More than that goes on at Brown-Forman though. For years, and up until the purchase of the facility across the street, Heaven Hill’s whiskies were made primarily at Brown-Forman. Heaven Hill itself had suffered a devastating fire, and in the spirit of putting the friendly in friendly competition, Brown-Forman stepped in to help Heaven Hill maintain its various lines. And although they have their own distillery now, Heaven Hill still does some of its distilling at Brown-Forman. Given the cutthroat nature of most businesses, it might hard to grasp (which is unfortunate) the idea of a company stepping in to help a competitor when that competitor is down, but bourbon is often like that, thanks no doubt to the fact that there is so much cross-family exchange. After all, Brown-Forman Early Times was started by a Beam, and today still a Beam (Parker) is the master distiller at Heaven Hill. It’s nice to see an industry where everyone wants to succeed, but they don’t necessarily want to see everyone else fail.
Brown-Forman is still a whiskey factory as well, making whiskey that is then sold to other companies to be bottled under that company’s own labels. This is a pretty standard practice in Scotland, where “independent bottling” is a time-honored and much respected tradition. For whatever reason, Kentucky has a markedly different attitude about it, more akin to sneaking into the porno section of a video store. Bottlers go out of their way to obscure the fact that they are not their own distillery, going so far as to make up nonexistent “historic” distilleries, master distillers, and lineages. And companies like Brown-Forman are usually contractually or honor-bound not to spoil the illusion. So who knows how much Brown-Forman whiskey you might be drinking under a different name?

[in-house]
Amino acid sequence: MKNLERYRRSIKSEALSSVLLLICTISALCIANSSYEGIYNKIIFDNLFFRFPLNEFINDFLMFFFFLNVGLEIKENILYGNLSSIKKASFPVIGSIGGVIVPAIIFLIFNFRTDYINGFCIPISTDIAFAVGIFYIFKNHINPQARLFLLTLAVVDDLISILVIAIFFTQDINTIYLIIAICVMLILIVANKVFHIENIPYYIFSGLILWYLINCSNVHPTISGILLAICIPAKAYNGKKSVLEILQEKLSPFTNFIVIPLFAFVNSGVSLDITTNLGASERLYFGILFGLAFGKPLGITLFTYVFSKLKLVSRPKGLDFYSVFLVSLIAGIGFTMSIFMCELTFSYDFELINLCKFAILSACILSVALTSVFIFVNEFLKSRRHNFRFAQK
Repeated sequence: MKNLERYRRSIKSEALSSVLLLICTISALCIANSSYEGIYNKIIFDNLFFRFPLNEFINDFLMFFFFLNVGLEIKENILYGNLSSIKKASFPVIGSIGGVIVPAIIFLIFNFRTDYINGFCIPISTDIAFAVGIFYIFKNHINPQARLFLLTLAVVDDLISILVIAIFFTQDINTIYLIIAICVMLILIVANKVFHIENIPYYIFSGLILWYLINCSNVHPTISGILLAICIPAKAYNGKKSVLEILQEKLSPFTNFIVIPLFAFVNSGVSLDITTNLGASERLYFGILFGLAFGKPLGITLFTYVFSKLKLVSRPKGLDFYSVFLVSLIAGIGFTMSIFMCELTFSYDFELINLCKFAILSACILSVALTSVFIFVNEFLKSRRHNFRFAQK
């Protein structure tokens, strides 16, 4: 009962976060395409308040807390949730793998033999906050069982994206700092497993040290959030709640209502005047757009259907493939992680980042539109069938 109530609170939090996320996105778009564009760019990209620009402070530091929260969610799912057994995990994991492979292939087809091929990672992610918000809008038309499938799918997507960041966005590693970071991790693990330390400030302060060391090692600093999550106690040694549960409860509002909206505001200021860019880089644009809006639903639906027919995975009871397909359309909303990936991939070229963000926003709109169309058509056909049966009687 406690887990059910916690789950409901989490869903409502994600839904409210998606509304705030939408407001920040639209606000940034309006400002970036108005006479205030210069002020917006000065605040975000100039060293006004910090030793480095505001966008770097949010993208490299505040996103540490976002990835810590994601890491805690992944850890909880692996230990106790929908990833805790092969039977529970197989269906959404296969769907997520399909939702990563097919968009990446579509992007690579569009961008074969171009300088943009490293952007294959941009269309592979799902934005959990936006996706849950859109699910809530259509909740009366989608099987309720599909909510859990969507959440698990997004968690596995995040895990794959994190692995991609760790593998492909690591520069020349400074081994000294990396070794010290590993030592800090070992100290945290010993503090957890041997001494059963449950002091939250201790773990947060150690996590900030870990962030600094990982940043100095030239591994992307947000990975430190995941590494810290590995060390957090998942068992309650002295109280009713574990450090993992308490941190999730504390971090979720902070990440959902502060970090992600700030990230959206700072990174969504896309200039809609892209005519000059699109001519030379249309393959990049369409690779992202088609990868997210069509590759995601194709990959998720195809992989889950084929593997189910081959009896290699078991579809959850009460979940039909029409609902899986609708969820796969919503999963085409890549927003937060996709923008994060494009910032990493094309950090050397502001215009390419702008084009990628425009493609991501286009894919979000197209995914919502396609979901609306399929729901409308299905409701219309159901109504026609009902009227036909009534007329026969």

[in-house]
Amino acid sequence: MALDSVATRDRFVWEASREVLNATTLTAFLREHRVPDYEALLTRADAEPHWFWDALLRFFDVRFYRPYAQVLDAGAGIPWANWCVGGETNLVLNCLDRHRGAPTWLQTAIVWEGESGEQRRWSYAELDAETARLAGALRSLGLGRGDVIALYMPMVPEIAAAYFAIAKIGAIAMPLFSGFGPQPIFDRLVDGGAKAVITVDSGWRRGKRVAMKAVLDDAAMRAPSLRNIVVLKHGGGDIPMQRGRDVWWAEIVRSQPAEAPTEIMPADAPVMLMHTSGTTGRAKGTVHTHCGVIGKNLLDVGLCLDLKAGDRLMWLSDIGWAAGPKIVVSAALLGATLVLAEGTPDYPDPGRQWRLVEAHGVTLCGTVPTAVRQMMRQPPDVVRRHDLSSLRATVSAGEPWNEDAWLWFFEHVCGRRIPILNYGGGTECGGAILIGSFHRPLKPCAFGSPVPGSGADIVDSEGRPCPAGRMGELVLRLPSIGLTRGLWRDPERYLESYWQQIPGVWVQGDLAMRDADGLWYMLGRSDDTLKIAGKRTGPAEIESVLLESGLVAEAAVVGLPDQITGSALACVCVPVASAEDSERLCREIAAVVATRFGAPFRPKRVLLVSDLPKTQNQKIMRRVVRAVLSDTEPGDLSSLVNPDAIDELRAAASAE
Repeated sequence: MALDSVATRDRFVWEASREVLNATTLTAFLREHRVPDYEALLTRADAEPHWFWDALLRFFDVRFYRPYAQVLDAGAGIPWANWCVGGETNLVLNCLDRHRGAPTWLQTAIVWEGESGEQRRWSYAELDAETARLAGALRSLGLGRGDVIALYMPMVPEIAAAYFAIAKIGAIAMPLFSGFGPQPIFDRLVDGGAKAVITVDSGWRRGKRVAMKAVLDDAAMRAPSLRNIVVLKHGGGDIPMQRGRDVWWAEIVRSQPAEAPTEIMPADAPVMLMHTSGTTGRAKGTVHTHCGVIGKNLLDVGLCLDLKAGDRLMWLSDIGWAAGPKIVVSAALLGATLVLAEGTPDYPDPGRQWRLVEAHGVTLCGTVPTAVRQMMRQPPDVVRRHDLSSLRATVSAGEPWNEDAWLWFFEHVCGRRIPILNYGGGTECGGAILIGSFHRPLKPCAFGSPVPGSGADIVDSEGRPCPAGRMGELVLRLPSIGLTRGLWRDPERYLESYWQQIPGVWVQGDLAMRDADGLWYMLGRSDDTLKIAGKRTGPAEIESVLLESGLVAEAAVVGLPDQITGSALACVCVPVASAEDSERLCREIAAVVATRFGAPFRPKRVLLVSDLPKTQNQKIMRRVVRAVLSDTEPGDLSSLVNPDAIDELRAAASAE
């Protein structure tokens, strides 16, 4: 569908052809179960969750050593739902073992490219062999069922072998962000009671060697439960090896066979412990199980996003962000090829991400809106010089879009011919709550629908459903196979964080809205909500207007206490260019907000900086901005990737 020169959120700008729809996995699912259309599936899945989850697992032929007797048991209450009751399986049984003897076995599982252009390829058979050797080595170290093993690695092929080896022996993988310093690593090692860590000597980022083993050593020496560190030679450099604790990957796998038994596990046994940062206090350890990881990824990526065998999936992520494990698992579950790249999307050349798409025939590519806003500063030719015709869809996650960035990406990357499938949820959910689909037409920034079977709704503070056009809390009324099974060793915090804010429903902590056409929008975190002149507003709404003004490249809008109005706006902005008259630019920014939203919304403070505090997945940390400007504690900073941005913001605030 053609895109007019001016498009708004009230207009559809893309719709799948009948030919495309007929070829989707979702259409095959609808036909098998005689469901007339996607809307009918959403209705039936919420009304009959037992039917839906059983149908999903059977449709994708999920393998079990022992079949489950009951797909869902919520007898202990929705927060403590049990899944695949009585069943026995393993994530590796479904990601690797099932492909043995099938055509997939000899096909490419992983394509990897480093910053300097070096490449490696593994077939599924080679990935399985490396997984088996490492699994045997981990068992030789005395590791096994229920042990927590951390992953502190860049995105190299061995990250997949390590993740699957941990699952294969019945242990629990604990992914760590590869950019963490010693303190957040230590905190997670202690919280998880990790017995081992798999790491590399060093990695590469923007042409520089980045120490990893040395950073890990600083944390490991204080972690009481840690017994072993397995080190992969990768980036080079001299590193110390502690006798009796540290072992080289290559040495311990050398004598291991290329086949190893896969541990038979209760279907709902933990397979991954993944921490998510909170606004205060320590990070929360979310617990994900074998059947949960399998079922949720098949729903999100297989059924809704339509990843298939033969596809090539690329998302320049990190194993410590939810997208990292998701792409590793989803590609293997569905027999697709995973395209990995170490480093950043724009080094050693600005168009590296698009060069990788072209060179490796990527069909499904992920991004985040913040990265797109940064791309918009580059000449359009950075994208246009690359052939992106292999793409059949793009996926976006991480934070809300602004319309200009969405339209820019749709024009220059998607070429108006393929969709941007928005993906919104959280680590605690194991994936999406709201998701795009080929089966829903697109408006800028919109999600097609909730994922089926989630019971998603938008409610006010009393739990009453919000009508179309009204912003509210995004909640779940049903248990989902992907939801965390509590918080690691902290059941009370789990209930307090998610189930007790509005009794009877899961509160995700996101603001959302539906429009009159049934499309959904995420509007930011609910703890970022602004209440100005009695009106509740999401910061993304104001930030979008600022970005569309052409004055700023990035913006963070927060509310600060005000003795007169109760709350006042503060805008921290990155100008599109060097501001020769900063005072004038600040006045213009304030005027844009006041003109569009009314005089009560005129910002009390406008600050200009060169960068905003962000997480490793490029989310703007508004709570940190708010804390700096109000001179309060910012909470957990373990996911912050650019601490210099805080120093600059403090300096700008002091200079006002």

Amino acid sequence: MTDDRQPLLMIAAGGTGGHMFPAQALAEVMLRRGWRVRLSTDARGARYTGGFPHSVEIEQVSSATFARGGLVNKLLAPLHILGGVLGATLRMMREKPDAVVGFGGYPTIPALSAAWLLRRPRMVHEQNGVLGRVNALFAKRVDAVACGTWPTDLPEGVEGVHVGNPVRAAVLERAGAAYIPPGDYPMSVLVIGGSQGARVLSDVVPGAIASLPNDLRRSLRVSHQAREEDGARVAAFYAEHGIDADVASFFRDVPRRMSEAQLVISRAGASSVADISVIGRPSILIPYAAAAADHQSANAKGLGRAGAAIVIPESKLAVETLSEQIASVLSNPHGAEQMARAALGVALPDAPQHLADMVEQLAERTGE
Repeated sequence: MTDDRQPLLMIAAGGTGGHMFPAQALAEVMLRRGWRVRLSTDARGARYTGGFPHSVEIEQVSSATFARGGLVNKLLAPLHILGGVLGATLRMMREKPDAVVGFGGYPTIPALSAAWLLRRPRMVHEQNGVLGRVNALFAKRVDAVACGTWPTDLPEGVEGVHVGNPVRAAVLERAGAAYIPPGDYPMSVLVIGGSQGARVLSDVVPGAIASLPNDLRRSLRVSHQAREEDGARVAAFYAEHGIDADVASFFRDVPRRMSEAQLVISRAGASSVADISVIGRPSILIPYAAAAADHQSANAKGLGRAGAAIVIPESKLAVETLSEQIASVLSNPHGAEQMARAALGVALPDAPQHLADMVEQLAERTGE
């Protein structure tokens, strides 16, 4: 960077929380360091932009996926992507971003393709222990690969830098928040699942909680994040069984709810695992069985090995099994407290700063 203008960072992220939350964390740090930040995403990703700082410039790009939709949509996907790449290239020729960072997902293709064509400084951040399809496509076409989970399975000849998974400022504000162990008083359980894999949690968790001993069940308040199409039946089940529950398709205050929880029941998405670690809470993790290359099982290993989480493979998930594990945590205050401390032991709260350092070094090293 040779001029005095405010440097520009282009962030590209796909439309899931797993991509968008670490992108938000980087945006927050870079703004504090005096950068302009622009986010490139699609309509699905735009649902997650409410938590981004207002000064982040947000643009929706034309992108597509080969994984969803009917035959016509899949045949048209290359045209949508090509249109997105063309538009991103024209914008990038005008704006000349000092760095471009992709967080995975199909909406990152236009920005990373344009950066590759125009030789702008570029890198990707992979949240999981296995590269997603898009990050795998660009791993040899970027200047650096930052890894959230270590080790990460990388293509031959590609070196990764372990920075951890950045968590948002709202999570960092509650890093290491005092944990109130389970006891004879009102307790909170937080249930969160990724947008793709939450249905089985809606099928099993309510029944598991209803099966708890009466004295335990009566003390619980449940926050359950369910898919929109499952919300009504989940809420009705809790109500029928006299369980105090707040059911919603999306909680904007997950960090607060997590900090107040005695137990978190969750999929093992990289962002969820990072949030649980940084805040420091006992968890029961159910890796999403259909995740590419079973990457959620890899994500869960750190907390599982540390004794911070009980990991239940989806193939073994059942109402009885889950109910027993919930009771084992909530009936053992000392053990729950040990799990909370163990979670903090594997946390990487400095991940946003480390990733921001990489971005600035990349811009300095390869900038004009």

My own personal ties with Brown-Forman go back a ways. One of their master distillers, and the man who crafted the Woodford Reserve brand, was a family friend and occasional babysitter. And a few years ago, I was lucky enough to take a tour of Brown-Forman whiskies from the past seventy years, starting with a whiskey bottled in the 1930s, continuing up through each decade (with an unwelcome stop in the 1970s at Frost 8/80), and ending with the company’s newest whiskey, Early Times 354. 354 was current master distiller Chris Morris’ stab at taking the Early Times brand and returning it to its pre-barrel experimentation roots, being allowed once again to call it Kentucky Straight Bourbon. It was a great opportunity to trace the evolution of a distillery and its whiskey throughout the decades. If nothing else, I learned that i really like bourbon from the 40s and 50s.
Although Heaven Hill is, as I mentioned, right across the street, Brown-Forman remains the crown jewel in what is left of Louisville distilling. With rumbling happening at the old Stitzel-Weller distillery up the road, and with Louisville suddenly realizing that maybe it should capitalize on its lost distilling heritage, here is always talk about bringing the Bourbon Trail — the loose confederation of distilleries open to the public for tours — to the city. If that ever happens, Brown-Forman would be an obvious major attraction, but from what I can tell, they have no plans to open their doors to the public any time soon. I’m sure it’s the usual combination of insurance concerns and having to renovate to meet assorted safety measures, with a dash of the fact that they are in a part of town that is a bit rough at times.
Too bad. I’d love to have a stroll around the historic old building, or even the more industrial workhorse facility. If you want to make your own tour with a minimum of law breaking, you have some options. The facility at 850 Dixie Highway is, as I mentioned, right alongside Dixie Highway and so is easily viewable and photographable (?), even if you can’t go inside. The other facility sits back a ways from the highway, and photography of anything but the sign is discouraged, if politely so. However, yo can get a glimpse of the rest of the facility (it’s mammoth) and some awkward shots with other stuff in the way if you are willing to do a little extra driving. A couple of streets down from the Brown-Forman sign is Sonne Avenue, which you can follow to a pretty good view of the distillery rickhouses. Further down from there is Wathen Lane, which also affords you some limited views. You can also take a pseudo-tour courtesy of Google Maps. Or you could just write or call ahead and ask nicely. It’s not unheard of that they will make special arrangements if you can pitch your case well. Open or not, at least they are still there, keeping the spirit of urban distilling alive.